15 top medical organizations have come together to issue a statement of agreement regarding the benefits of hormone therapy for symptomatic menopausal women. The statement has come after 10 years of debate regarding the risks and benefits of hormone therapy. It was July 9, 2002, when the controversial, highly publicized Women's Health Initiative (WHI) published its assessment of hormone therapy for the prevention of chronic disease and concluded that risks exceeded benefits. The new joint statement, prepared by The North American Menopause Society (NAMS), the American Society for Reproductive Medicine (ASRM), and The Endocrine Society, concludes that hormone therapy is still an acceptable treatment for menopausal symptoms. This statement has been endorsed by 12 other leading organizations in women's health.
The purpose of this statement is to reassure women and their providers that hormone therapy is acceptable and relatively safe for healthy, symptomatic, recently postmenopausal women. Over the last 10 years, there has been a complete abandonment of hormone therapy in some settings accompanied by reluctance to treat women who would benefit from relief of their symptoms. As a result, some women have sought unproven alternative therapies.
"We believe that too many symptomatic women are missing out on the proven benefits of hormone therapy because the results of the WHI, which studied the long-term use of hormones to prevent chronic disease, were misinterpreted for women with menopausal symptoms" said Dr. Margery Gass, Executive Director for NAMS. "Women and clinicians are frustrated by the many conflicting recommendations. That's why we initiated this effort to bring these notable medical organizations together in agreement regarding the use of hormone therapy."
Roger Lobo, MD, Past President of the American Society for Reproductive Medicine added, "Physicians can help patients determine, based on their own particular characteristics and history, whether or not they are good candidates for hormone therapy and what type of HT will provide them the greatest relief at the lowest risk. A decade of research and analysis has shown us that the generalized conclusions of the WHI do not apply to younger women at the beginning of the menopausal transition."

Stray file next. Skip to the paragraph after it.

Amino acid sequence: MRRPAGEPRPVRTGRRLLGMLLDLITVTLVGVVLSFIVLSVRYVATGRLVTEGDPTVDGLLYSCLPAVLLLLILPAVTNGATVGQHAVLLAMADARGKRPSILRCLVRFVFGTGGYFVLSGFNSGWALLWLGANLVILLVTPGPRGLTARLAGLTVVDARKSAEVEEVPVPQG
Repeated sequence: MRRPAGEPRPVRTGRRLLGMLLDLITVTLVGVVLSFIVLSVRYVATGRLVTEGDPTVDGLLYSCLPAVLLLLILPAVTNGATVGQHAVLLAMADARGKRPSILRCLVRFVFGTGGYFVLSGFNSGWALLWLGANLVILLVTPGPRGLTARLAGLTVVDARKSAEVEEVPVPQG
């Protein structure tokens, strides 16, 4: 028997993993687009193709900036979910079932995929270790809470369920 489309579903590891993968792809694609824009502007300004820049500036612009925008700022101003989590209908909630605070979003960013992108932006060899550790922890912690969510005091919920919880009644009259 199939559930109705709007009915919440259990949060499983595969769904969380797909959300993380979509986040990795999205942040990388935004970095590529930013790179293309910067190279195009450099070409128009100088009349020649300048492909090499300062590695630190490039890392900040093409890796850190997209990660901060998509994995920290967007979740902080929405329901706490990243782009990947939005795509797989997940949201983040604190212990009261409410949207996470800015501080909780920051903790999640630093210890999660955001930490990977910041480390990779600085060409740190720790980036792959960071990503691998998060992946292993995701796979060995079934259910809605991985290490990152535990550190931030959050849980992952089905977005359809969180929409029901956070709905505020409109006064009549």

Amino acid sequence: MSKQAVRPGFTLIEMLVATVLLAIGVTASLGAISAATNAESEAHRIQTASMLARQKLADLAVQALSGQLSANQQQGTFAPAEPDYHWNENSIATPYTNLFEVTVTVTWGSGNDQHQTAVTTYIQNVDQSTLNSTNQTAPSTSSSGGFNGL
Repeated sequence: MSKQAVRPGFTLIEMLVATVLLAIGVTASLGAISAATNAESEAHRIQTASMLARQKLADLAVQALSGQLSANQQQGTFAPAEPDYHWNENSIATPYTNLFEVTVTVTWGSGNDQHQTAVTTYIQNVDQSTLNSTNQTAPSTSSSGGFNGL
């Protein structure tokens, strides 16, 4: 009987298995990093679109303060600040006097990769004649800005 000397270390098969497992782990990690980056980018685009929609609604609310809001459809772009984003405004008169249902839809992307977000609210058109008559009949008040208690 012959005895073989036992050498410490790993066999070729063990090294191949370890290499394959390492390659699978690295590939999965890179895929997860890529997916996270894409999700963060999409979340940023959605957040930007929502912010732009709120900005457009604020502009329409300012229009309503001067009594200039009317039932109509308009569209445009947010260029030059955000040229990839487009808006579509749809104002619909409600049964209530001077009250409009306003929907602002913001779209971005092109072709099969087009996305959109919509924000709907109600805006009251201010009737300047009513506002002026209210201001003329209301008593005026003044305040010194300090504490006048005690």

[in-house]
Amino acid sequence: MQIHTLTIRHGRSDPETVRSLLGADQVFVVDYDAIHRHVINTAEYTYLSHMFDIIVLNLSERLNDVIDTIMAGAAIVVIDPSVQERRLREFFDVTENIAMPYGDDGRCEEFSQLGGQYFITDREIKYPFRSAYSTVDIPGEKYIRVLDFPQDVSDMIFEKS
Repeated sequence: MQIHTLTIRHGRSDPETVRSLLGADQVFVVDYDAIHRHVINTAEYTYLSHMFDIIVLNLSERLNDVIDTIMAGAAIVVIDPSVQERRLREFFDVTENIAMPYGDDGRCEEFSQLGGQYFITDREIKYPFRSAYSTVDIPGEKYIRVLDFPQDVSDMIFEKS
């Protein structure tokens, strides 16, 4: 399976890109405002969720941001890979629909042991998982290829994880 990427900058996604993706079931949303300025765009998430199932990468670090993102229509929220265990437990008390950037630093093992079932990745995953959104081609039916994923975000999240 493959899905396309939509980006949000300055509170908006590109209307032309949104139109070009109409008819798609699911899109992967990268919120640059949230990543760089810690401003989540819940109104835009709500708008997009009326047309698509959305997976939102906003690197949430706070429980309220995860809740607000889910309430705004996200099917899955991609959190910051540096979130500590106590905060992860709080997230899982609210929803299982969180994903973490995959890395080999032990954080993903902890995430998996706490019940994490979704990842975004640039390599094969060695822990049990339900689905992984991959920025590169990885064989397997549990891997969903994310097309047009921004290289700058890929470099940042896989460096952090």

"The results of the WHI and the conflicting reports that followed led many women to believe hormone therapy may not be a safe treatment for menopausal symptoms," said Janet E. Hall, MD, immediate Past President of The Endocrine Society. "We want women to know that there are options out there for relief of their menopausal symptoms. The level of risk depends on the individual, her health history, age, and the number of years since her menopause began."
When it comes to the safety and effectiveness of hormone therapy, one commonly heard lament is, "Even the experts don't agree." This statement was prepared to address this misperception by presenting evidence-based key concepts about hormone therapy to assist women and their clinicians in making informed decisions about use of hormone therapy when appropriate.
Major points of agreement among the societies include:
- Hormone therapy is an acceptable option for the relatively young (up to age 59 or within 10 years of menopause) and healthy women who are bothered by moderate to severe menopausal symptoms. Individualization is key in the decision to use hormone therapy.
- If women have only vaginal dryness or discomfort with intercourse, the preferred treatments are low doses of vaginal estrogen.
- Women who still have a uterus need to take a progestogen (progesterone or a similar product) along with the estrogen to prevent cancer of the uterus. Women who have had their uterus removed can take estrogen alone.
- Both estrogen therapy and estrogen with progestogen therapy increase the risk of blood clots in the legs and lungs, similar to birth control pills, patches, and rings. Although the risks of blood clots and stroke increase with either type of hormone therapy, the risk is rare in women ages 50-59.
- An increased risk in breast cancer is seen with 5 or more years of continuous estrogen with progestogen therapy, possibly earlier. The risk decreases after hormone therapy is stopped.